The FAA has approved flight testing of what Boeing hopes will be a permanent fix for the lithium ion batteries on its 787 airliners. Two test aircraft have been cleared for flight to test a three-part solution to the issue that has grounded the fleet since the middle of January. Transportation Secretary Ray LaHood said the aircraft won't carry a passenger until the fix is proven through a "comprehensive series of tests." "We won't allow the plane to return to service unless we're satisfied that the new design ensures the safety of the aircraft and its passengers," LaHood said in a statement. It appears Boeing has opted to fix the existing setup rather than recertify a new system and it involves a reworking of the internal workings of the battery.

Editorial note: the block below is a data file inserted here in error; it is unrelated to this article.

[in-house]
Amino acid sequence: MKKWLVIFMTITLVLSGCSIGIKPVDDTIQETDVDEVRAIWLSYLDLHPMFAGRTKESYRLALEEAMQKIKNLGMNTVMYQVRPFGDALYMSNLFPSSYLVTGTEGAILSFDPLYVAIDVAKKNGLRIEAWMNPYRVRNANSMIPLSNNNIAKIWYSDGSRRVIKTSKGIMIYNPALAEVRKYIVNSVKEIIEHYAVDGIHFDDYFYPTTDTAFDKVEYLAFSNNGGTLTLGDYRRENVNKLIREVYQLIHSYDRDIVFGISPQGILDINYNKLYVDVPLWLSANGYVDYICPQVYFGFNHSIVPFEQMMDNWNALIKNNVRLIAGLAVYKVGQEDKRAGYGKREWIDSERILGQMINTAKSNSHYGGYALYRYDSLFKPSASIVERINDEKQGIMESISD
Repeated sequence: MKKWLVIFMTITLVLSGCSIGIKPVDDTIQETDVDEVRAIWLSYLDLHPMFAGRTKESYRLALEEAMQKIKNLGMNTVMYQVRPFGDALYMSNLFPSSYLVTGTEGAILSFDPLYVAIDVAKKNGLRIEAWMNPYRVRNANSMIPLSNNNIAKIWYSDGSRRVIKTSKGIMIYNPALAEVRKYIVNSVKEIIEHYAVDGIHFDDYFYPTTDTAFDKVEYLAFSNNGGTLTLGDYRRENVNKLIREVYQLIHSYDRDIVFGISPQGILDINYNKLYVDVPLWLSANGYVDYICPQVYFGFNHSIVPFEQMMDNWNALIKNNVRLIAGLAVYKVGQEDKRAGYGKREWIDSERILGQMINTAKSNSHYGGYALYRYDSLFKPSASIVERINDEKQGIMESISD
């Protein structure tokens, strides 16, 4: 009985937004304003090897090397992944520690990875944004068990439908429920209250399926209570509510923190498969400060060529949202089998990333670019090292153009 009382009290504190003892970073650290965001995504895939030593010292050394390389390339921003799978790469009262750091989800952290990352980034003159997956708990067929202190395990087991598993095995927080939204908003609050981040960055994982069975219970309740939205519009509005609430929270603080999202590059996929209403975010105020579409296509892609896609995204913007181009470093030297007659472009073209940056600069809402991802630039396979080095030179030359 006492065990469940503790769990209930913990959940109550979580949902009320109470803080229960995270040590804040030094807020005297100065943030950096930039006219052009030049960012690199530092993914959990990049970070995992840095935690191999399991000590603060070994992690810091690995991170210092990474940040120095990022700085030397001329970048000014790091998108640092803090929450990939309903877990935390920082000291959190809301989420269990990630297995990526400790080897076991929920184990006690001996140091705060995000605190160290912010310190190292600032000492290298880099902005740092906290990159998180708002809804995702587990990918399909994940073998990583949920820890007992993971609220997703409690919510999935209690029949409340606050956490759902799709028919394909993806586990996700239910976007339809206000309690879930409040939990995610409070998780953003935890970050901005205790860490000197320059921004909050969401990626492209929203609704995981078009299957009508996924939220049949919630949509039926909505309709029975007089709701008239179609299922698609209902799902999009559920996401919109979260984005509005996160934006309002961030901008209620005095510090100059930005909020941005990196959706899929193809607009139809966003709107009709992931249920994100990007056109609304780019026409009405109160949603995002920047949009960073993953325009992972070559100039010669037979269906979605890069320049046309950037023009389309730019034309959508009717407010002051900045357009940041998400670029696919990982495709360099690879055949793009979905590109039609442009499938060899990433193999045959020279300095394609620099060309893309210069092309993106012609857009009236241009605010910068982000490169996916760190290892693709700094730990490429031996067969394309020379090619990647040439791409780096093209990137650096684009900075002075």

The FAA said Boeing's plan calls for "redesign of the internal battery components to minimize initiation of a short circuit within the battery, better insulation of the cells and the addition of a new containment and venting system." Quality control on the batteries will be tightened and the charging system tuned to tighten the voltage range. FAA inspectors will be present for the testing, in contrast to initial certification of the electrical system, which was handled in-house by Boeing. It's not clear when the test flights will begin or how long they will last but airlines that were counting on 787s for the busy summer travel season are making other plans. Leasing companies report brisk business for 767s and A330s.